2020-11-04Zeitschriftenartikel DOI: 10.3390/f11111174
Identification of an Emaravirus in a Common Oak (Quercus robur L.) Conservation Seed Orchard in Germany
Implications for Oak Health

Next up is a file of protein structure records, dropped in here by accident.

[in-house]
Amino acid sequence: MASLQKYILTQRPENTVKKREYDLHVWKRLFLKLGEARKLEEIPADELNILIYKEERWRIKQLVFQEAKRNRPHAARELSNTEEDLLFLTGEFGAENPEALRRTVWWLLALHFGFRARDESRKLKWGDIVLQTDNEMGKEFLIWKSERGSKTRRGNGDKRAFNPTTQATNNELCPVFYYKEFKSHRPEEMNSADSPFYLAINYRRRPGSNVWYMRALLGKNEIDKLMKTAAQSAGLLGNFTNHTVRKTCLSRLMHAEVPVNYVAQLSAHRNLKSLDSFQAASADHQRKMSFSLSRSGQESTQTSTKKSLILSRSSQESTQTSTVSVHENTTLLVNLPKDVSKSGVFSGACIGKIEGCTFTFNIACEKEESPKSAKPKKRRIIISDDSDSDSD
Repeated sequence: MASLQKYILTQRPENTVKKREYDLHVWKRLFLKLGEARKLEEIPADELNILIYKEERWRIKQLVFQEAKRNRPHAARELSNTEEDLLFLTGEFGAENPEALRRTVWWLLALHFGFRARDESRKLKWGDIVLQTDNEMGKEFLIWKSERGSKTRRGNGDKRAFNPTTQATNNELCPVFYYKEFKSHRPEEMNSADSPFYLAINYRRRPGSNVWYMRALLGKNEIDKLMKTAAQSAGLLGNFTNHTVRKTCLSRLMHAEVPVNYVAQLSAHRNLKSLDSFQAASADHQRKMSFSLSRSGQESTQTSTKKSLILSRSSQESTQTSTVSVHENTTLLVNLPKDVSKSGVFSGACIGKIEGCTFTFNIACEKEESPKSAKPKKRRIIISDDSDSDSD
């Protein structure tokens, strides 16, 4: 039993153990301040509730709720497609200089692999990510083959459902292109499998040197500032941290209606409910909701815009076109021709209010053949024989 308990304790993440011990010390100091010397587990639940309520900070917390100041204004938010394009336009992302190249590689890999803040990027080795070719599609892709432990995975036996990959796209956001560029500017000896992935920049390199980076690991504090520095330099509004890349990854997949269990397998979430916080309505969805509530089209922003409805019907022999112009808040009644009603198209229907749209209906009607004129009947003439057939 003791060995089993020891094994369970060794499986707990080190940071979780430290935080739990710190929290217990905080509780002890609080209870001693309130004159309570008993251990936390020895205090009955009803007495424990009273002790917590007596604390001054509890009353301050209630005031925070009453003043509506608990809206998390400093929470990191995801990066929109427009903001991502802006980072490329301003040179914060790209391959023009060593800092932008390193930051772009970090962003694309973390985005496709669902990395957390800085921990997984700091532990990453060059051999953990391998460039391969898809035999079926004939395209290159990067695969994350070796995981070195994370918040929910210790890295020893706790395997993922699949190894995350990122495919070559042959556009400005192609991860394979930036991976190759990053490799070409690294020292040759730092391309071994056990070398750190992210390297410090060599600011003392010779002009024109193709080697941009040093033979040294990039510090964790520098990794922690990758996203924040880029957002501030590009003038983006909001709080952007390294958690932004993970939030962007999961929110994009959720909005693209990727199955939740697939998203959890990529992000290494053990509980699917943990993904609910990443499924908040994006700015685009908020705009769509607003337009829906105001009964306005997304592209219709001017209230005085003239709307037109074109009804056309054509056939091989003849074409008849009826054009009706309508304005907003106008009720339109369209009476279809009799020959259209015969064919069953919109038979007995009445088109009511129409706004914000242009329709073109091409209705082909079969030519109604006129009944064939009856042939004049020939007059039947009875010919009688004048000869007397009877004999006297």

We observed the health status of oak trees in a conservation seed orchard for over twenty years, focusing on characteristic virus-suspected symptoms. The orchard was established in 1992 in Kreuztal, North Rhine-Westphalia (Germany) with 1302 seedlings in 186 clusters. The number of seedlings showing chlorotic ringspots and mottle on leaves has fluctuated annually, but has increased from 3.3% to 12.1% in the last 20 years; the number of affected clusters has risen from 8% to 25.9%. A scientific breakthrough was the identification of a novel virus related to members of the genus Emaravirus in diseased oak by high-throughput sequencing (HTS). Screening of the oak seedlings in three consecutive years, using a newly established virus-specific diagnostic reverse transcription polymerase chain reaction (RT-PCR), confirmed the virus infection and revealed a close to 100% association between the observed leaf symptoms and the novel virus. As no other plant virus could be identified in the HTS-datasets, we assume the novel virus is primarily causing the symptoms. To reliably detect the novel virus in oaks, RT-PCR targeting the viral RNA3 or RNA4 should be applied in routine testing of symptomatic leaf tissue. It was obvious that most groups with virus-infected plants cluster, with only five out of the 42 affected groups being offside, not bordering on other affected groups of plants. There was no clear correlation between the detection of the virus and the overall vitality of the seedlings. There was no relation between seedling performance and presence or absence of viral infection. Forecasts on the future growth behavior of these virus-infected oak trees are therefore not possible.
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